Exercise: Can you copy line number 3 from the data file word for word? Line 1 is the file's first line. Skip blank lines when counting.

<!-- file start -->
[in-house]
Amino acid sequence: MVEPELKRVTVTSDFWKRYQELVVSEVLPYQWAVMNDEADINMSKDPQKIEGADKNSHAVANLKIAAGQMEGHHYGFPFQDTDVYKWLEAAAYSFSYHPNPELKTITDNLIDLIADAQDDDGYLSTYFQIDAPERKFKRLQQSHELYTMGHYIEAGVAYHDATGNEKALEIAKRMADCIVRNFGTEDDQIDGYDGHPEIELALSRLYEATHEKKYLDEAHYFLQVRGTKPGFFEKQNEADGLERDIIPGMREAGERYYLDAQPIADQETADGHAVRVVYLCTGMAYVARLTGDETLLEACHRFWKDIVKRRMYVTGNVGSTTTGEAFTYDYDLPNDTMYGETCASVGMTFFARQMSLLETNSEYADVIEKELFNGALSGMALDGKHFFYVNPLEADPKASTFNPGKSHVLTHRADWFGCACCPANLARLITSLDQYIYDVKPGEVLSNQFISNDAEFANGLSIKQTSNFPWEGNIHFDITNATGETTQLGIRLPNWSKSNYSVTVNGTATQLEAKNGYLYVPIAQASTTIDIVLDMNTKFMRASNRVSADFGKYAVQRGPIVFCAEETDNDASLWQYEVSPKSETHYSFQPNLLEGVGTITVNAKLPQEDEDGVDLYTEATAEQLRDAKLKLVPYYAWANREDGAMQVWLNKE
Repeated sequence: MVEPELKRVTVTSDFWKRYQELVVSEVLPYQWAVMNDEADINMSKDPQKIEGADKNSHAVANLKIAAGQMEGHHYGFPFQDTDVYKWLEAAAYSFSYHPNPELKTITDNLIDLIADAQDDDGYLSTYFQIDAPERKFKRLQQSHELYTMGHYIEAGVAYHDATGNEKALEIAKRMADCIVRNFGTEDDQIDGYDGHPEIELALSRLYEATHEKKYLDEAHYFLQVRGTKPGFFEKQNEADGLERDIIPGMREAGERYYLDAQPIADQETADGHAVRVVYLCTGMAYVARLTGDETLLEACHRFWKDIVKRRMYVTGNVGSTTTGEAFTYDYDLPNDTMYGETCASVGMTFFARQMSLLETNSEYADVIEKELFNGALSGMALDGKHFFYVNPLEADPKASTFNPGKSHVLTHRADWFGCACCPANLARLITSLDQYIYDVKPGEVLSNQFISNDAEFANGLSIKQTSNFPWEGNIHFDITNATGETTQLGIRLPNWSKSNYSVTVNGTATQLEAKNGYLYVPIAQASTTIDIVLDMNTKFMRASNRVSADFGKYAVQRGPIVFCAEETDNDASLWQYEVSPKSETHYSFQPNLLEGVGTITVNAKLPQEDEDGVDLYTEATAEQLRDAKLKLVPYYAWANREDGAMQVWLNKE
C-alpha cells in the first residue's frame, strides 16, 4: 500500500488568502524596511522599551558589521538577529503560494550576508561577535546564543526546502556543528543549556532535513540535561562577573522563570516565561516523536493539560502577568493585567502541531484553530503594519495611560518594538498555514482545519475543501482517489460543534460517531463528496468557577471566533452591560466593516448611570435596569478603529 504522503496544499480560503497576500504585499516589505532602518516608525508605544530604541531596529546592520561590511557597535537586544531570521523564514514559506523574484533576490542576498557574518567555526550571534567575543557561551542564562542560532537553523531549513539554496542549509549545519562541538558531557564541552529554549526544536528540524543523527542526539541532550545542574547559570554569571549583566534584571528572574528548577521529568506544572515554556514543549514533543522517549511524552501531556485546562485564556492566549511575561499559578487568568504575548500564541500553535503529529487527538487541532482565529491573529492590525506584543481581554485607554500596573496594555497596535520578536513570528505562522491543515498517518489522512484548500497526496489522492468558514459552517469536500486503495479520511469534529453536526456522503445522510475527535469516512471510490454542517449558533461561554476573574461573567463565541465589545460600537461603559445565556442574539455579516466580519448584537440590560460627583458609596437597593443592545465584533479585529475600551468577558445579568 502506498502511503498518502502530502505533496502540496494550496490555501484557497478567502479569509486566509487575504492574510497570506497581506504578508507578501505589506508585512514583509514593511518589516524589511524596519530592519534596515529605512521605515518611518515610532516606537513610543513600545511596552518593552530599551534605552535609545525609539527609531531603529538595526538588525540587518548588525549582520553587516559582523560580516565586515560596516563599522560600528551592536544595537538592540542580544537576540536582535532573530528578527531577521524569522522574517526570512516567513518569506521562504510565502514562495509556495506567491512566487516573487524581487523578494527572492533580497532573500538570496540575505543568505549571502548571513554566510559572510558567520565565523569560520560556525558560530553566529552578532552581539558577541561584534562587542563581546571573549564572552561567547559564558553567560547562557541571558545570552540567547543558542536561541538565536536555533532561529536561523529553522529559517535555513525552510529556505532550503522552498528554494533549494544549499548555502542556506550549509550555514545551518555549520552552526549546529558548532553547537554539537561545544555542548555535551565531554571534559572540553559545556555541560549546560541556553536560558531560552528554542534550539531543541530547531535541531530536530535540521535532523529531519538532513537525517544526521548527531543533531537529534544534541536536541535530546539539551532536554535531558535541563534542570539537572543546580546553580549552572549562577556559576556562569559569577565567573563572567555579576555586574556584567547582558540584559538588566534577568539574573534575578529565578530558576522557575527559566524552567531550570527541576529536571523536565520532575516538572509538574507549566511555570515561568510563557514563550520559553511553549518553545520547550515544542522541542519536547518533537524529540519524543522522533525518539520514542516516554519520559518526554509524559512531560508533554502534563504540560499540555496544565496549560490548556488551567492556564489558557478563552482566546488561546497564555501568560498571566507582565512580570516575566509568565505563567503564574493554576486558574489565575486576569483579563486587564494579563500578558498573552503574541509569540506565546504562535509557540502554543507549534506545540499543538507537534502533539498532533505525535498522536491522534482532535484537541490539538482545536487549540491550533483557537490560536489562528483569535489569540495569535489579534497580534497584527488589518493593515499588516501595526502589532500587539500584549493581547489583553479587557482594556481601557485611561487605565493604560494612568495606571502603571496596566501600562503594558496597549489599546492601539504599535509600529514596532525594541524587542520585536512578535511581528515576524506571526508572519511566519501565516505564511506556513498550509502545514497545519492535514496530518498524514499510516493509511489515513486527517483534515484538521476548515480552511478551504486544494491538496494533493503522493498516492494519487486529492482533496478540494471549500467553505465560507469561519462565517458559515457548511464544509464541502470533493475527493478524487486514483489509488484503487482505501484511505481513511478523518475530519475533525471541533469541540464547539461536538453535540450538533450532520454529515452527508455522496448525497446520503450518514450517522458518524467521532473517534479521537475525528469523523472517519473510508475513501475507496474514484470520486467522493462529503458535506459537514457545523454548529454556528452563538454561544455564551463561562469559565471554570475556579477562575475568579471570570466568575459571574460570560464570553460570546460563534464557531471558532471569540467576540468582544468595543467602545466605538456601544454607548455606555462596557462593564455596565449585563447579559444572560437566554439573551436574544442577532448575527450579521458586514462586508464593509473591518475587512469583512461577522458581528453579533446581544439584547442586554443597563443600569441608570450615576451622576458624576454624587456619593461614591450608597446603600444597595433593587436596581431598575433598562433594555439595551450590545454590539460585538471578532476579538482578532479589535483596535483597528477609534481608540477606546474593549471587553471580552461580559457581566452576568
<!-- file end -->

Repeated sequence: MVEPELKRVTVTSDFWKRYQELVVSEVLPYQWAVMNDEADINMSKDPQKIEGADKNSHAVANLKIAAGQMEGHHYGFPFQDTDVYKWLEAAAYSFSYHPNPELKTITDNLIDLIADAQDDDGYLSTYFQIDAPERKFKRLQQSHELYTMGHYIEAGVAYHDATGNEKALEIAKRMADCIVRNFGTEDDQIDGYDGHPEIELALSRLYEATHEKKYLDEAHYFLQVRGTKPGFFEKQNEADGLERDIIPGMREAGERYYLDAQPIADQETADGHAVRVVYLCTGMAYVARLTGDETLLEACHRFWKDIVKRRMYVTGNVGSTTTGEAFTYDYDLPNDTMYGETCASVGMTFFARQMSLLETNSEYADVIEKELFNGALSGMALDGKHFFYVNPLEADPKASTFNPGKSHVLTHRADWFGCACCPANLARLITSLDQYIYDVKPGEVLSNQFISNDAEFANGLSIKQTSNFPWEGNIHFDITNATGETTQLGIRLPNWSKSNYSVTVNGTATQLEAKNGYLYVPIAQASTTIDIVLDMNTKFMRASNRVSADFGKYAVQRGPIVFCAEETDNDASLWQYEVSPKSETHYSFQPNLLEGVGTITVNAKLPQEDEDGVDLYTEATAEQLRDAKLKLVPYYAWANREDGAMQVWLNKE